Hurricane Ida may be long gone, but bitter memories of its torrid march through the Gulf of Mexico (GOM) and into the Lower 48 were slowing recovery efforts by the natural gas and oil industry.
Producers that work offshore were struggling to return crews to platforms and rigs on Friday. Extensive damage in Louisiana’s Houma and Port Fourchon, major staging areas for the offshore industry, were hindering the return of crews to platforms and rigs. Widespread power outages in the scorching heat also had cut off access to most fueling stations, as well as preventing processing facilities and major refineries from restarting.
According to data compiled by the Interior Department’s Bureau of Safety and Environmental Enforcement (BSEE) as of midday Friday, 1.99 Bcf/d of natural gas, or 89.25%, remained offline in the GOM. About 93.33% of the current oil production in the GOM, or 1.698 million b/d, also was shut-in.
As of Friday, 133 offshore platforms remained evacuated, or about 24%. Six rigs also were unmanned, or close to 55%. Four unmoored rigs, aka dynamically positioned, had not been moved back to their pre-Ida drilling sites.
BSEE should be providing daily updates through the Labor Day holiday on its website.
As of Friday afternoon, 80% of Royal Dutch Shell plc’s total GOM production remained offline, with all of the infrastructure in Ida’s path “fully evacuated.” Shell is the largest producer in the GOM.
One holdup in getting back to work was because of reported damage at the Shell Offshore Inc.-operated West Delta (WD)-143 offshore facilities. Shell operates and holds a 71.5% stake in the facilities, with BP plc owning 28.5%.
The WD-143 facilities serve as the transfer station for all production from the Mars corridor in Mississippi Canyon to onshore terminals. The Mars corridor consists of Shell-operated tension leg platforms Mars, Olympus and Ursa.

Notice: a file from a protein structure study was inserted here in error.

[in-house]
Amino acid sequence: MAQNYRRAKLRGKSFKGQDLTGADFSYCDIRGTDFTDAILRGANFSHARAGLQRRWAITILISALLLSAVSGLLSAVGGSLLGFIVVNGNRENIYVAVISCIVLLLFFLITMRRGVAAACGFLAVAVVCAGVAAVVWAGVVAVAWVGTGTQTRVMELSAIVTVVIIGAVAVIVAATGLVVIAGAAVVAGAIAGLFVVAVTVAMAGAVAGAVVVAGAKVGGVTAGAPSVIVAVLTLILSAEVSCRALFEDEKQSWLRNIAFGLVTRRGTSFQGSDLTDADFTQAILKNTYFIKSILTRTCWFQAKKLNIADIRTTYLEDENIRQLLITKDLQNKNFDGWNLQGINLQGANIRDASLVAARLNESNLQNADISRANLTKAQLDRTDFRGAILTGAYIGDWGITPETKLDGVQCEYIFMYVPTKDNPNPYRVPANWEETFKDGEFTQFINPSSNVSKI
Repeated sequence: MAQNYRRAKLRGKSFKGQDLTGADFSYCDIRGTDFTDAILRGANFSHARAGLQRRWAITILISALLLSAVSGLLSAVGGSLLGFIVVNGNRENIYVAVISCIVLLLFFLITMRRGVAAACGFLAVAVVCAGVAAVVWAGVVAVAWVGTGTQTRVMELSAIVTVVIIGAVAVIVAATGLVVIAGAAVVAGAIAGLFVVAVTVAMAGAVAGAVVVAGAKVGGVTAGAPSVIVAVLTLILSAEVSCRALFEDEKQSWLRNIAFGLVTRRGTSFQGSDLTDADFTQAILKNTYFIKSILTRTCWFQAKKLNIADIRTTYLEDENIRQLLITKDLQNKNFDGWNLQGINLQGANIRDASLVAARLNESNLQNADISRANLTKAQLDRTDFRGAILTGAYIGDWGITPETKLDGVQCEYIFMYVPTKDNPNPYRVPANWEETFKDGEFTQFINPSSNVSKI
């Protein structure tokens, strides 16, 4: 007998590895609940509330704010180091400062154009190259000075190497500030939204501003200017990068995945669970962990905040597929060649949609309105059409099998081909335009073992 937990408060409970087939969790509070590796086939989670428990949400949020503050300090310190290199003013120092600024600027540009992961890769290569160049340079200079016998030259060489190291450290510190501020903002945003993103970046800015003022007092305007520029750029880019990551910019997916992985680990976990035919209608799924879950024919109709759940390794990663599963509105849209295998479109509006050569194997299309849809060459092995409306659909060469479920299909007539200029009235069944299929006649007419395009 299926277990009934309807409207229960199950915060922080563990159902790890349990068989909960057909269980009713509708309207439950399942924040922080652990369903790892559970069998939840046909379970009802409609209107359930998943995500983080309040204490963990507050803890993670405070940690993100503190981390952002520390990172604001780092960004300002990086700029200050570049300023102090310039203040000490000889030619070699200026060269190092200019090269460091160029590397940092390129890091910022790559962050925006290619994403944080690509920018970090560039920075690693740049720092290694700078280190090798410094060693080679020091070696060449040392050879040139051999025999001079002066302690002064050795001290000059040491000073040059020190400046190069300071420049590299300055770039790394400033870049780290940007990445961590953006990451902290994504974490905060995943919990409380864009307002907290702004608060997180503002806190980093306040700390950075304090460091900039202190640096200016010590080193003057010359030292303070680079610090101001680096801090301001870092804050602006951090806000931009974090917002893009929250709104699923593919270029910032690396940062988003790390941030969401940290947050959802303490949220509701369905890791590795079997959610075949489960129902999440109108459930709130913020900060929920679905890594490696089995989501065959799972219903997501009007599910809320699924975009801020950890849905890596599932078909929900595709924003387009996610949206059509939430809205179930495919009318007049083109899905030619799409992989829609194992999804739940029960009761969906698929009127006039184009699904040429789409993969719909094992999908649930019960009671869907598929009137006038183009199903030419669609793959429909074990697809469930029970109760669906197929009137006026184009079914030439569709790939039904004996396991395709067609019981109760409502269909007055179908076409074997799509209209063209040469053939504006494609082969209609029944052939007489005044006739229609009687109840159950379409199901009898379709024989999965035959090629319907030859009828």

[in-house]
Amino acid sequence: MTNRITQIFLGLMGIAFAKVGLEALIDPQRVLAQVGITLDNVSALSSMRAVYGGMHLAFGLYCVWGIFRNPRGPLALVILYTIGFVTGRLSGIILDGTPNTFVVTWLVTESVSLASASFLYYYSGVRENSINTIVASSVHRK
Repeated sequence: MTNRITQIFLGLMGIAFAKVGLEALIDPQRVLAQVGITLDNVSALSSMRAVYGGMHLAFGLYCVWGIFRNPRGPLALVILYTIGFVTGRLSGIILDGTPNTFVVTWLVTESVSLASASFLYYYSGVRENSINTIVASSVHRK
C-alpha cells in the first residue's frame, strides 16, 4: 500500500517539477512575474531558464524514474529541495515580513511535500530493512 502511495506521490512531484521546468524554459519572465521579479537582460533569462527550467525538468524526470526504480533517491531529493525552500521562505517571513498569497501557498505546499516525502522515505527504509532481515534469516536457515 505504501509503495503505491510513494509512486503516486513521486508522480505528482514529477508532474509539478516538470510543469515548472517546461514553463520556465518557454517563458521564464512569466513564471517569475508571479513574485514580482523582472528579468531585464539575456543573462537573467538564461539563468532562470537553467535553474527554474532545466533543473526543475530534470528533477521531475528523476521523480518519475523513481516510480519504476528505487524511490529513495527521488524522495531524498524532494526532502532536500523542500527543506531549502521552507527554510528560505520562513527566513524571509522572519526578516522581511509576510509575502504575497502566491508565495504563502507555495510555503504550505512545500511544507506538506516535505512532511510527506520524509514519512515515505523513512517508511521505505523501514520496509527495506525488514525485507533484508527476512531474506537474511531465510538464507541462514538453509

In its flyovers of the GOM and onshore assets it operates, BP said it saw “no obvious major damage.” However, it planned to keep production shut-in pending confirmation.
“We cannot predict how long this process will take,” a BP spokesperson said.
Ida’s impact on the GOM was made clearer in the weekly report issued Friday by Baker Hughes Co. The oilfield services company reported a steep 14-rig decline in the GOM from a week earlier, leaving zero active rigs.
Producers were facing big obstacles in the hard-hit Louisiana coastal communities of Houma and Port Fourchon, which serve as the staging region for more than 200 energy companies.
BP said the Houma and Port Fourchon facilities “experienced the brunt of Hurricane Ida’s inland force, with damage to both facilities that will require repairs.
“In the interim, we will temporarily relocate our shore base and heliport to other locations. BP’s midstream and downstream assets are in various stages of start-up and await facility inspections and power restoration.”
As of Friday, Entergy Corp. crews had restored power to around 225,000 customers in Louisiana. The Category 4 storm at its zenith impacted nearly 950,000 customers served by Entergy in southeastern Louisiana and southwestern Mississippi.
Complete restoration remained a moving target, however. An extensive damage assessment by Entergy crews as of Friday revealed more than 14,000 damaged or destroyed poles, 2,223 damaged or destroyed transformers and 155 destroyed transmission structures.
Entergy expected by Tuesday (Sept. 7) to potentially have restored power in Louisiana to parts of Port Allen, Zachary, the New Orleans Central Business District and the Baton Rouge Metro area. Orleans Parish could see power restored as soon as Wednesday, the utility said.
Entergy was providing “backup generation and restoring power to a number of critical-service providers, including hospitals and wastewater facilities,” management noted. The company also was “working individually with large industrial customers, including refineries and manufacturing facilities, to coordinate their restoration.”
Thousands of individuals and businesses continued to pour in critical supplies to support the ravaged area.
Houston-based ConocoPhillips said it was donating $500,000 that would be allocated between the American Red Cross and local United Way organizations to support relief efforts in Louisiana. The company also plans to match donations from its U.S. employees.
ConocoPhillips, through subsidiary The Louisiana Land and Exploration Co. LLC, is the largest private wetlands owner in Louisiana. It also maintains an office in Houma.
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